When Brahim Abdeslam bespattered himself in a restaurant in last November’s Paris attacks he didn’t much look like a man, to borrow the title of Mia Bloom’s seminal study of suicide bombing, Dying to Kill. He looked, rather, like a man killing to die. If there is a script for doing a jihadist suicide mission, as there now assuredly is, Brahim Abdeslam wasn’t following it. He didn’t cinematically burst through the doors screaming “allahu akbar.” He didn’t condemn the restaurant’s patrons in bloodcurdling religious language nor profess his avenging motive for Muslims or God. He didn’t smile, beatifically, in anticipation of all those black-eyed virgins awaiting him in paradise. Instead, he appeared to trudge dejectedly toward death, covering his face in what may have been a gesture of shame just before detonating his deadly load. Or at least that’s how it looked from the CCTV footage of the scene released recently. Miraculously, no one else was killed in the attack, although many sustained injuries.
From the perspective of ISIS, this footage is a total PR disaster: a grainy, low-definition testament to a pitiful suicide mission in which not a single “kaffir” or unbeliever was killed. As an item of atrocity porn, and by ISIS’s usual exorbitant, Vimto-hued standards, it is almost banal. And, like the recent footage taken from the headcam of an ISIS fighter killed in battle against Kurdish Peshmerga troops in northern Iraq, the emotion it arouses is more pity than terror, still less awe. But given the pressures ISIS is now under, following several bruising military defeats and intensifying aerial bombardment from the American-led coalition, the PR disaster of one of its “martyrs” looking decidedly un-martyr-like and abject is the least of its current woes.
Was Brahim Abdeslam’s abjectness just a figment of the CCTV footage, or was Brahim Abdeslam actually abject? His mother, Faklan, certainly seems to think it was the latter. Her son, she told a reporter, “did not mean to kill anyone.” According to a cousin, he took his own life because of “stress.” In an interview with the British tabloid Daily Mail, Abdeslam’s former wife, Naima, who was married to him for two years until they separated in 2008, said “his favourite activities were smoking weed and sleeping. He often slept during the day. The number of joints that he smoked was alarming. Despite his diploma as an electrician, he found no job, it made him lazy.” He was also, she said, religiously lax and neither prayed nor attended a mosque, although he did reportedly “keep Ramadan because his family forced him to.” This suggests that far from being an ideological fanatic, Brahim Abdeslam may have been depressed. Of course it is impossible to know this with any degree of certainty, since so much about his life remains opaque. And it is clearly naïve to take at face value the testimony of a dead jihadist’s relatives, since they have an obvious interest in expressing incredulity about how their ever-so-normal, soccer-playing, Kim Kardashian-loving, Chelsea-supporting, Vans-sneakers-wearing kin could have joined ISIS. But it is not entirely beyond the bounds of possibility that Abdeslam was more interested in ending his own life than those of others—which, in the end, is exactly what he did.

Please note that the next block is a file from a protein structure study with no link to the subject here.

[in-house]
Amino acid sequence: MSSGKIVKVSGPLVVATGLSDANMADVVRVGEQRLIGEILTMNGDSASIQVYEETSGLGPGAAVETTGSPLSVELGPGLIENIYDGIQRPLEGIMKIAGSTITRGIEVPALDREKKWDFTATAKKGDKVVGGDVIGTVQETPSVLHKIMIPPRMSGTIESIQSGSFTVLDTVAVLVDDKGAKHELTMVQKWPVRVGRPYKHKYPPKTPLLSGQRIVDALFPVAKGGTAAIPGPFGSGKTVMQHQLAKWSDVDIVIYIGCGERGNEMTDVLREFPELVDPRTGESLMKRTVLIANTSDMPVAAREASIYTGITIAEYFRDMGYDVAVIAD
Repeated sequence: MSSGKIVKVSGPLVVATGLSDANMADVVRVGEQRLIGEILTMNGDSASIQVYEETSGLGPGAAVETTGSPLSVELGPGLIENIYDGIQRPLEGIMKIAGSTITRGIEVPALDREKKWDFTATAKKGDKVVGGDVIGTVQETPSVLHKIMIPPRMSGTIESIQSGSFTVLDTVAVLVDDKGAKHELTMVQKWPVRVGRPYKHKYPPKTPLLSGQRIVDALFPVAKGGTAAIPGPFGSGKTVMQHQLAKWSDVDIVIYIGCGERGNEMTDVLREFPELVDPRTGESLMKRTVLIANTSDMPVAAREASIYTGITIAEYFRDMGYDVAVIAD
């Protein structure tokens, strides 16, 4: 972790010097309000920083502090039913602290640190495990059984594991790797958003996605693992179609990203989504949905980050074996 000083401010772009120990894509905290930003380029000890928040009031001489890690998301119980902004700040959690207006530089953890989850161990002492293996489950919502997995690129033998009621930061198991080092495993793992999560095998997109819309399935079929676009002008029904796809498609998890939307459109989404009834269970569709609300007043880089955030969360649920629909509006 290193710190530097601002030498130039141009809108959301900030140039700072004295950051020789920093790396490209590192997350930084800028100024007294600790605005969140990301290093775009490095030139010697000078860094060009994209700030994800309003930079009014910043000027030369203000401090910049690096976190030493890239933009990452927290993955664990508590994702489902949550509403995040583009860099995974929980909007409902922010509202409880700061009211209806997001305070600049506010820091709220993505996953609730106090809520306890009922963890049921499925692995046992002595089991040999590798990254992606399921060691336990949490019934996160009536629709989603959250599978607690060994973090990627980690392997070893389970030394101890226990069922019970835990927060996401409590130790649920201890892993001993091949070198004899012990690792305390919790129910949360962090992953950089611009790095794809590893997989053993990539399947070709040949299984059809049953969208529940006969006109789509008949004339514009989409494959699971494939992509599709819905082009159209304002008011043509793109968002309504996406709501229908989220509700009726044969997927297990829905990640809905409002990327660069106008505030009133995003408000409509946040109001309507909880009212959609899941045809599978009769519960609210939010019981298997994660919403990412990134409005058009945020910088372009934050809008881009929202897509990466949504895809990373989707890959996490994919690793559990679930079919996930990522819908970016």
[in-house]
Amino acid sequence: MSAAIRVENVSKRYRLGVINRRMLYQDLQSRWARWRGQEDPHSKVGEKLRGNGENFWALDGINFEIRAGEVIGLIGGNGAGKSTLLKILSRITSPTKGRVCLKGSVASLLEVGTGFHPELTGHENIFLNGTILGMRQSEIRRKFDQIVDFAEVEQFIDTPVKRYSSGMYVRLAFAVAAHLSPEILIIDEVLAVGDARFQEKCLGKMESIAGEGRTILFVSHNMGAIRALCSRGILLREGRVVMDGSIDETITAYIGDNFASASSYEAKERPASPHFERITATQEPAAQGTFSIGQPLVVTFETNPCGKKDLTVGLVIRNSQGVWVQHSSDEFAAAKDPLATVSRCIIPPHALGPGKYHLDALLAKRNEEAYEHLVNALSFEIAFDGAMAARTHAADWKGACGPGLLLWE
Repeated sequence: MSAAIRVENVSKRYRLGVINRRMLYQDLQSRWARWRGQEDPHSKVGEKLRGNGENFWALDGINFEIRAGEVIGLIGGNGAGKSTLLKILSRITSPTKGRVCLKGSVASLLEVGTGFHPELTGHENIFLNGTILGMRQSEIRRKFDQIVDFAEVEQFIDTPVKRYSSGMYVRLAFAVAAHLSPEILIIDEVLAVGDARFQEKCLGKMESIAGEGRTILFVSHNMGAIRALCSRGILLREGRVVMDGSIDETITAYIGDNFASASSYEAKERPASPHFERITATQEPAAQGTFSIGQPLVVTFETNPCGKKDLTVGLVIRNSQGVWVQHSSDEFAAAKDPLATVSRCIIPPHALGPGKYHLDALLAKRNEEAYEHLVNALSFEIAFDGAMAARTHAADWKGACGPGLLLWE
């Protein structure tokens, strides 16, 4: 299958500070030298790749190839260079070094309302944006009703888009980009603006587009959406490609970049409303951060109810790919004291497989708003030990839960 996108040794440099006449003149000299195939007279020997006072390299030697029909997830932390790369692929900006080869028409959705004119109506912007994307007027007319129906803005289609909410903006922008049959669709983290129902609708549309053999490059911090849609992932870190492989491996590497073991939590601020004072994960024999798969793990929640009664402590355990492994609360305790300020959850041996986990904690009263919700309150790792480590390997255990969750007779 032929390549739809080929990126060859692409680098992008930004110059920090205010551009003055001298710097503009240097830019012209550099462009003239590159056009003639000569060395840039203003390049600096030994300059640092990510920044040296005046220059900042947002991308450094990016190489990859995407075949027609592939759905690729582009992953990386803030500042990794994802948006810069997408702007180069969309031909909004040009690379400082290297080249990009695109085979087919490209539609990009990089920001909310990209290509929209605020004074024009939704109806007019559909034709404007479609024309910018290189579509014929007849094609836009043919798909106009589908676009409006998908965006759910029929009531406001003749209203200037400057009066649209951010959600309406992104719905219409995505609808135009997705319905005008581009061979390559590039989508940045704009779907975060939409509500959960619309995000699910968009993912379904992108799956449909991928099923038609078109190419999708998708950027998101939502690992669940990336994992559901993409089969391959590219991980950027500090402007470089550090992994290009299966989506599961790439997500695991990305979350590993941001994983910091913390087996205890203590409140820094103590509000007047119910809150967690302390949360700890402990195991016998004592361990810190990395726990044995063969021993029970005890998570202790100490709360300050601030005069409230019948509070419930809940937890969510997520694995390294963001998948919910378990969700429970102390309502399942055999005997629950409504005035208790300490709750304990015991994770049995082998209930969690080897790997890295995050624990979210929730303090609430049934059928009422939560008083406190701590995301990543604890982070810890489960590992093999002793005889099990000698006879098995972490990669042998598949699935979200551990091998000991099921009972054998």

In Islam, as in Christian and Jewish traditions, suicide is generally prohibited: Only God has a right to take the life he has granted. For those who are suicidal, one way of getting around this prohibition would be to sign up to a cause that rhetorically redefines suicide as a communal act of heroic self-sacrifice. As the legal scholar Stephen Holmes puts it in a chapter of the edited collection Making Sense of Suicide Missions:
The social stigma of suicide probably deters some clinically depressed youths in Muslim societies from taking their lives. But the ideal of militant jihad gives them a way to circumvent this taboo. By enlisting in a [suicide mission], a suicidally depressed individual can kill himself with social approval. All he has to do is agree to kill an enemy of Islam in the process.
Even if Brahim Abdeslam was in fact secretly an atheist and didn’t believe for a second that he would forever burn in hell for taking his own life, he would still have had a strong interest in presenting his death as an act of religious martyrdom, in the hope that this would forestall the shame that a suicide for personal reasons would have elicited from the wider community of Muslim believers in which he and his family lived. The fact that he didn’t succeed particularly well in conveying this impression, since he didn’t kill anyone, is beside the point.